Much of the hype in social media has gone to application makers like Slide and RockYou, which have amassed valuations as high as $500 million. But most of the smaller widget makers aren't going to be lasting companies, according to Charlene Li, a senior analyst at Forrester Research. "You can get viral quickly, but let's track and see how long that app stays around," Li said.
Instead, she said, more developers should be working on applications that provide utility to people, rather than just entertainment. For example, spin-offs of Twitter for health care or emergency workers could hold promise, she said. Li even touted Dogster, a social network that helps dog lovers arrange play dates, as a hit in the arena. An executive from the company was in the audience and suggested that the company was for sale.
Sergio Monsalve, a venture capitalist at Norwest and former executive at Photobucket and eBay, said companies like Affinity Labs are also highly valuable. Affinity Labs, which sold to Monster Worldwide in January, builds social networks for specific communities, such as nurses or teachers. Sergio said even though that company isn't a household name, it generates $20 million to $30 million in revenue inside Monster.
Another major area of innovation--or rehash--is advertising, which is the economic engine of most social-media sites. Thanks to social networks like MySpace and Facebook, companies are armed with much more data on people's habits, preferences, and social behavior. Executives believe that data, if used right, can build the next advertising giant.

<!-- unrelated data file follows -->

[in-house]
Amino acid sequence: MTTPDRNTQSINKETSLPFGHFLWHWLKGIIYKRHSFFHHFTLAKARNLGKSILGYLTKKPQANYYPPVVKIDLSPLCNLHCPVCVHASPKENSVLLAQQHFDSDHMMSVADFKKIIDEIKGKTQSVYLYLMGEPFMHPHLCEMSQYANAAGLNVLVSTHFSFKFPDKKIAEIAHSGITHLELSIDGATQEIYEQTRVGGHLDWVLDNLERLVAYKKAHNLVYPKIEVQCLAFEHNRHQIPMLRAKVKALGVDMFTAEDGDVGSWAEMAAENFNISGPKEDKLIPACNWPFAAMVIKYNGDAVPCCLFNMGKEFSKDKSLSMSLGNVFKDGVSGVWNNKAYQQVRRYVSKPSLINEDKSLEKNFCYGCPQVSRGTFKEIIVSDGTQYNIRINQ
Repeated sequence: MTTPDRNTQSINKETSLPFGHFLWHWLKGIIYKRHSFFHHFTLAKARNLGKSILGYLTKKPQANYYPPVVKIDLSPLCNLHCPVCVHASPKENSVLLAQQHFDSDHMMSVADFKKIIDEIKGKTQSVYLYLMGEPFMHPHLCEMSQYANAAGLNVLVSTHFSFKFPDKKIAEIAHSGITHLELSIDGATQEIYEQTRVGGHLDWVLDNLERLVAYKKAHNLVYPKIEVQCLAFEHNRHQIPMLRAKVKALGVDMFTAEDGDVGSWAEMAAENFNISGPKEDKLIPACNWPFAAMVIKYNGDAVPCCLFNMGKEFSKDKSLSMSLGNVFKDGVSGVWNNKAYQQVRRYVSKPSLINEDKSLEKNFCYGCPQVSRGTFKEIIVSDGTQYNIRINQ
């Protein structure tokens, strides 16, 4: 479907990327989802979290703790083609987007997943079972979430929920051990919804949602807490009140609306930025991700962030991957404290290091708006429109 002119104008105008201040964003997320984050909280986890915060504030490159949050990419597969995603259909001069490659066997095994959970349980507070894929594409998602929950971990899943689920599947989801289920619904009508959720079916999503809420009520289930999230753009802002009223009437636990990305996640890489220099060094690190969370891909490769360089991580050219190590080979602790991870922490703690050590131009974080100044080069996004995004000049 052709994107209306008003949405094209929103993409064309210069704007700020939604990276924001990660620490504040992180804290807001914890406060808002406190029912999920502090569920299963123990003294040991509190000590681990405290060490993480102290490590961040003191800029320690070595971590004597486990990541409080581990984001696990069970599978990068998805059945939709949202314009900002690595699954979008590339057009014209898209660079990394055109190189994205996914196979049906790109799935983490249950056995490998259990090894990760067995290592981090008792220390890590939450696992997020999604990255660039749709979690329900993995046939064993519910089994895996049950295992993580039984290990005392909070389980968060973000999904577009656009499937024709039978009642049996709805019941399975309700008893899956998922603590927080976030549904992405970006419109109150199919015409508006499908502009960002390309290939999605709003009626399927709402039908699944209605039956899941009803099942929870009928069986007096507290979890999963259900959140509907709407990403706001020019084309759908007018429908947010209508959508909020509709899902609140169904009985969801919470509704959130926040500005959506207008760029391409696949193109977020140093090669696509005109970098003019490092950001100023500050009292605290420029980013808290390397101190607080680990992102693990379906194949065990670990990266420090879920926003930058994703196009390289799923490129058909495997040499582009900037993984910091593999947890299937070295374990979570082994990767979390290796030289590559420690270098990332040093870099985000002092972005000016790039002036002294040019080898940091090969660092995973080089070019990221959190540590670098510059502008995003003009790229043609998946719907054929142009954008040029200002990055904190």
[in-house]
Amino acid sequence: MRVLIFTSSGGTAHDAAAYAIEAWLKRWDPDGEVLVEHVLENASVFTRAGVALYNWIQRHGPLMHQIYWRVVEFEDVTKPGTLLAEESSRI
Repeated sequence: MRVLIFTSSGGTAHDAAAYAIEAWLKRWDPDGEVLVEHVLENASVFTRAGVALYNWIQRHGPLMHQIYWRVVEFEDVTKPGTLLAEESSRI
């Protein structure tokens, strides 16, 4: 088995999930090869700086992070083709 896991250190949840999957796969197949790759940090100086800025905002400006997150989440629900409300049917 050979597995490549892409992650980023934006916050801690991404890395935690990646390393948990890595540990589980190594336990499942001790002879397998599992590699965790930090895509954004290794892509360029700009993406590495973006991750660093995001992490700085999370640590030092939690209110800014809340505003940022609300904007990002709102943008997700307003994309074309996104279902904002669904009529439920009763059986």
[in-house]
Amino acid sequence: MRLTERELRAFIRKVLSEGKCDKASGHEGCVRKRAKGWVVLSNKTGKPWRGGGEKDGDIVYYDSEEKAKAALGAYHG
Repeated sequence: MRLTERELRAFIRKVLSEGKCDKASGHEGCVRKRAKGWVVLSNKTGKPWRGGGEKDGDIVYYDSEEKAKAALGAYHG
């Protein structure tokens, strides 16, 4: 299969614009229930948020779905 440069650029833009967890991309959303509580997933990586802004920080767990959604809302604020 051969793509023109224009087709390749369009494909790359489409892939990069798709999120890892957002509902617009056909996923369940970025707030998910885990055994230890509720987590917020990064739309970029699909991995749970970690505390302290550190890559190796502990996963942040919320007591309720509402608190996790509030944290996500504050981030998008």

"To take Bebo to a billion dollars, you have to automate it...and build a (Google) AdWords for social networking," said Jim Scheinman, entrepreneur in residence at Charles River Ventures and an early employee at Bebo.
Still, social networks have long been challenged to sell their inventory to mainstream advertisers for several reasons. For one, advertisers are squeamish about putting their brands next to a user-generated video of high-school band practice, for example. Another reason is that salespeople from social networks don't speak the same language of metrics that traditional advertisers and agencies speak.
"The promise for this space is that you've got this engaged audience--people spending 20 to 40 minutes talking to each other in a way they haven't before--and if you put these ads in front of them, what do you call it and how do you sell it to agencies?" Scheinman said.
Early companies in this arena include social-ad networks Lookery and SocialMedia Networks.
MySpace is seeing early success for its advertising service called hypertargeting, which lets advertisers reach customers by their behavior on the social network. Oberfest said people are responding more positively to those ads.
Seth Goldstein, founder of SocialMedia Networks, an advertising platform for social networks, said that he envisions an open system from Facebook or MySpace that would allow companies to look at a person's social graph, or collection of their friends. Then the company could extract who is most influential to that individual in areas like travel or movie recommendations.
"If I can select the right person to have influence over you, I can choose that person to send you a message," he said.
Nicolas Kardas, senior product manager at Microsoft's Windows Live Platform group, said despite the forward twist on social media, the business models aren't that different than those of years past. It's just that with social networks, companies know much more about the consumer, and that information delivers the option of a much bigger premium for advertising.
"It's better targeting for advertising. But from a business standpoint, I haven't heard anything new than what I heard before," Kardas said.
That isn't slowing the competition in social networking and media. For that reason, venture capitalists expect more consolidation and buyouts in the market.
"I think big media companies will continue to be aggressive in this area. But in my mind there will be a lot of carnage," Credit Suisse's Jensen said.